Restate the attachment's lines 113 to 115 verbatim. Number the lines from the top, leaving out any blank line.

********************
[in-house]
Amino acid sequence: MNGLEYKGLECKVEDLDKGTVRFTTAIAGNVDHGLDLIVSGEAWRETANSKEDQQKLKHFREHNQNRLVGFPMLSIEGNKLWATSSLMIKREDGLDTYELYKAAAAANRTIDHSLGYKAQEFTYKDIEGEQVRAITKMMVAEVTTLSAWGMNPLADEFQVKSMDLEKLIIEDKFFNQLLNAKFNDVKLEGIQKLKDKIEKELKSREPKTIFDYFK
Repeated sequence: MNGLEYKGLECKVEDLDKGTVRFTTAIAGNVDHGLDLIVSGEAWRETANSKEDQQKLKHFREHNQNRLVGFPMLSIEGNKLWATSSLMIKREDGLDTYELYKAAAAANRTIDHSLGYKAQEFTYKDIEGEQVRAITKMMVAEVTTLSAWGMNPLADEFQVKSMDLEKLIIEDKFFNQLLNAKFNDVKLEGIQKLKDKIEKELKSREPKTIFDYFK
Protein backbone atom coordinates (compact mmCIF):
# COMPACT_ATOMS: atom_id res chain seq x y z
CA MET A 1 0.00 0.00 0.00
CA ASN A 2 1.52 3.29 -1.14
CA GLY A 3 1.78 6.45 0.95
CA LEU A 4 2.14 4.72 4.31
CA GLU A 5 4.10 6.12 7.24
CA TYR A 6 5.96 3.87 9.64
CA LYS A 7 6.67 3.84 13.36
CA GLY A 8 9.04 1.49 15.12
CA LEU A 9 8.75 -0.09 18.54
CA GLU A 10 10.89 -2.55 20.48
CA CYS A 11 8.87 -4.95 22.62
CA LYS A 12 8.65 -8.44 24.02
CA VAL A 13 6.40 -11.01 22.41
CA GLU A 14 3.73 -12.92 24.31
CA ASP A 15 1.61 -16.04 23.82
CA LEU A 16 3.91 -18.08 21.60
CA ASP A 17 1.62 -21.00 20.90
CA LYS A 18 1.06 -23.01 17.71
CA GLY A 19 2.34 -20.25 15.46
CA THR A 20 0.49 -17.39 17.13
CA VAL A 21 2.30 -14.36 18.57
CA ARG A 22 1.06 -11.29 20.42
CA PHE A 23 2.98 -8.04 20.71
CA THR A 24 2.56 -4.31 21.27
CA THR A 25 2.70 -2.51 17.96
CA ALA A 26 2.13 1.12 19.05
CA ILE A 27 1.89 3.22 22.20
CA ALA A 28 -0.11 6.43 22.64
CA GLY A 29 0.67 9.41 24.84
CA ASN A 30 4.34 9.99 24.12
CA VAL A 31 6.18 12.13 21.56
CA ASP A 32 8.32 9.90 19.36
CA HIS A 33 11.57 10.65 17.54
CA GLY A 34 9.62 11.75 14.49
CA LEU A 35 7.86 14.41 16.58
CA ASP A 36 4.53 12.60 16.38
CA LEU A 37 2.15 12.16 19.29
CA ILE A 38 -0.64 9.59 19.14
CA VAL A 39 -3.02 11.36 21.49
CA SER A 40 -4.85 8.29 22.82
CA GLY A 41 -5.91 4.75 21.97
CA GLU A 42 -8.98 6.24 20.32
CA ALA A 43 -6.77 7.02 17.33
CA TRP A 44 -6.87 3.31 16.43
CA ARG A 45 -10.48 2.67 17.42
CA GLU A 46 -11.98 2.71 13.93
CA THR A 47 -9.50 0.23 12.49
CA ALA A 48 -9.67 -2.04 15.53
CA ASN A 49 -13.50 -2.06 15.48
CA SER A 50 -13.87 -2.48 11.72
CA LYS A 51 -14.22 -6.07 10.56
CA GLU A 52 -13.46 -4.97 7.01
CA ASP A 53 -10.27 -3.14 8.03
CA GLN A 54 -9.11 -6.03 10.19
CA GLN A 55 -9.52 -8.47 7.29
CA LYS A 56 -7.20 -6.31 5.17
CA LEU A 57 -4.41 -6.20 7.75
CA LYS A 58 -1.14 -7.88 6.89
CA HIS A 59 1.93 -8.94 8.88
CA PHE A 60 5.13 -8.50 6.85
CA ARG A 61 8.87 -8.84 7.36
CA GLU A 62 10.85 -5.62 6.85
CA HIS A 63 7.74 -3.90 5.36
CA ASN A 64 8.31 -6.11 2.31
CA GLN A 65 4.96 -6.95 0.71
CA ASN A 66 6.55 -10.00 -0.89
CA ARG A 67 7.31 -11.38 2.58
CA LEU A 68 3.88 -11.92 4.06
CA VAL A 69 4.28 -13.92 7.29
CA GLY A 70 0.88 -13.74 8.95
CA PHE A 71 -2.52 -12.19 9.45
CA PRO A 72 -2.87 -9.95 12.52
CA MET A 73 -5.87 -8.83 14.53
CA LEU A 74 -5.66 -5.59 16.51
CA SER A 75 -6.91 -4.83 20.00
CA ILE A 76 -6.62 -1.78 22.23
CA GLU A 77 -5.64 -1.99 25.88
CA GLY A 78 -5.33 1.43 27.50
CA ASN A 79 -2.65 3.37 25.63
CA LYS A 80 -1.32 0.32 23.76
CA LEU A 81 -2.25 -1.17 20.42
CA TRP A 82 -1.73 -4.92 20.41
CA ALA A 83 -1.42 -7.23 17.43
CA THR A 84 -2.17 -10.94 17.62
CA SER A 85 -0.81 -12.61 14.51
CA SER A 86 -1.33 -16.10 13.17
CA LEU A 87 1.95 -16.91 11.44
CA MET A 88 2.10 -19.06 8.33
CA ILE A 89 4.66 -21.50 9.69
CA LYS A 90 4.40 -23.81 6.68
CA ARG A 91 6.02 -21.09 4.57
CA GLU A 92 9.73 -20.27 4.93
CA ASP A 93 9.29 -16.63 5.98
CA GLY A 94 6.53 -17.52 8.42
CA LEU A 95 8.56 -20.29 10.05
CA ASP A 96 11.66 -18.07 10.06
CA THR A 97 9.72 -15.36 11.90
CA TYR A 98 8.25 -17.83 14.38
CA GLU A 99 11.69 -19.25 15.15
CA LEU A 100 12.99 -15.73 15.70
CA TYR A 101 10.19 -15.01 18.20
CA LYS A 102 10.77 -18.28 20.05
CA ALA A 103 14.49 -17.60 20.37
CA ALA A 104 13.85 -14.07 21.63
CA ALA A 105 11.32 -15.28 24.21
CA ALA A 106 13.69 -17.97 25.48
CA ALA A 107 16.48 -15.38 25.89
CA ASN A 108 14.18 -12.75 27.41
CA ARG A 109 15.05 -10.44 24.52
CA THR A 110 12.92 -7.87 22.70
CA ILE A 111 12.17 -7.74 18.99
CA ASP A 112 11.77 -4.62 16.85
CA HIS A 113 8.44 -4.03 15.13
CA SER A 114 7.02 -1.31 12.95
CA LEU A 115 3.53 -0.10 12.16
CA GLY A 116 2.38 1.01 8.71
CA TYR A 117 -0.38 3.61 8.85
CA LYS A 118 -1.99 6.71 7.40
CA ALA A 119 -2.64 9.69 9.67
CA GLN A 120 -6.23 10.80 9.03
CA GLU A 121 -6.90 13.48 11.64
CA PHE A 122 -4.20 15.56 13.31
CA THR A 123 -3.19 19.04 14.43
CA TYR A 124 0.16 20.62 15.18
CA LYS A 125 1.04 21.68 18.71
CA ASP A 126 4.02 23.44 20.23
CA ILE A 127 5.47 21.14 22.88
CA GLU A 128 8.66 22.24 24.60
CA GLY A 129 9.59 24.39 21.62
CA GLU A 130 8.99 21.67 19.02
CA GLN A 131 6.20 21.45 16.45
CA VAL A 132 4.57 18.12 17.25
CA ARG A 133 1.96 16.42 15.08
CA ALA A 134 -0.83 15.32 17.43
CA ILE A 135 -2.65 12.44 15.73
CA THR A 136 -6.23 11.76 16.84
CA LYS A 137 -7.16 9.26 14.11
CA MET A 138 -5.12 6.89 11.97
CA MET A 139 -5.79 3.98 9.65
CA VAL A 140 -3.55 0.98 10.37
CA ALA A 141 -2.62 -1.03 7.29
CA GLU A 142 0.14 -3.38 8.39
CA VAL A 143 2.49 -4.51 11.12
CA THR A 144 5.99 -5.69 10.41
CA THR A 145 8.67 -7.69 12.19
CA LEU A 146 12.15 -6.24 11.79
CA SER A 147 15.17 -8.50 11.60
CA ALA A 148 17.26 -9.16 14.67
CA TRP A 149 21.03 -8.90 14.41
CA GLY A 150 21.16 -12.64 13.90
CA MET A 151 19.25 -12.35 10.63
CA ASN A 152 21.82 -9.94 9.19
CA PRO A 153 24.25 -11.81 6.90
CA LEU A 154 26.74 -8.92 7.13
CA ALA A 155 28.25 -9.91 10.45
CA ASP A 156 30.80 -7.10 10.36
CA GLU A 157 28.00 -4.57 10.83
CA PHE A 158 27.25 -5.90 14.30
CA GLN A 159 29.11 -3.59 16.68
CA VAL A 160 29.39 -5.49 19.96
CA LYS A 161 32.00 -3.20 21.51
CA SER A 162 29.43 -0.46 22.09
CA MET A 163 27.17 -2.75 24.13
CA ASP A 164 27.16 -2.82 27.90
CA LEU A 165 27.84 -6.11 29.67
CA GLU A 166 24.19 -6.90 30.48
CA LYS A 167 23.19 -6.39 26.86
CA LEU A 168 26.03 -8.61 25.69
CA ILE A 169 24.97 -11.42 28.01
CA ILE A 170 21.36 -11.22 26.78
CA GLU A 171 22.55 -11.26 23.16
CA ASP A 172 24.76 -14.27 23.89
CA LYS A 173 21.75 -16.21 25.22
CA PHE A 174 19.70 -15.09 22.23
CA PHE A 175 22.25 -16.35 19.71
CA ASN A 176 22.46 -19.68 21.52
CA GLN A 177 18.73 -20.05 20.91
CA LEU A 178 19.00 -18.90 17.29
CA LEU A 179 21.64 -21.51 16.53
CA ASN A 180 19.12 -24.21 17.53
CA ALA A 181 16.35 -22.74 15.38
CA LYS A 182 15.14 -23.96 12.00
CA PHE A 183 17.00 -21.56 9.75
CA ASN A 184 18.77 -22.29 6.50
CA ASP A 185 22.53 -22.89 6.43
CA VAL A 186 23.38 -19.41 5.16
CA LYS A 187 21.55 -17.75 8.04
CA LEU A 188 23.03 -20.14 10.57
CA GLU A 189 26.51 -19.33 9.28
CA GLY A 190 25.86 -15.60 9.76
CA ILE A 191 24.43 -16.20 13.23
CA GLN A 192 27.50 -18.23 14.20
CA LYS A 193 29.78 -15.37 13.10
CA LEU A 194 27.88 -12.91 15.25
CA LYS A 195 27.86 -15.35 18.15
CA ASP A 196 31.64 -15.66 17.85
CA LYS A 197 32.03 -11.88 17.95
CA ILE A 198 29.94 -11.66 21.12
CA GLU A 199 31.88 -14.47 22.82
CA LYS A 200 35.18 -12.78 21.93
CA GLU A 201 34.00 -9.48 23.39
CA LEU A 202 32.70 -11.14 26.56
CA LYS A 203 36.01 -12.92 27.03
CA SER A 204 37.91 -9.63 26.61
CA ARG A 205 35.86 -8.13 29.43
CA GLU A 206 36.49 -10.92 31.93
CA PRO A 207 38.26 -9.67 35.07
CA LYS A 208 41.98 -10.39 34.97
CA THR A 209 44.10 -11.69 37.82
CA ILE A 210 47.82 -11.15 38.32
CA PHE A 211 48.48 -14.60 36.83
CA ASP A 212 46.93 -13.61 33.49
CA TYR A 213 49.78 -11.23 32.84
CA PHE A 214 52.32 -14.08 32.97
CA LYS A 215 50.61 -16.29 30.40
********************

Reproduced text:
CA ASN A 108 14.18 -12.75 27.41
CA ARG A 109 15.05 -10.44 24.52
CA THR A 110 12.92 -7.87 22.70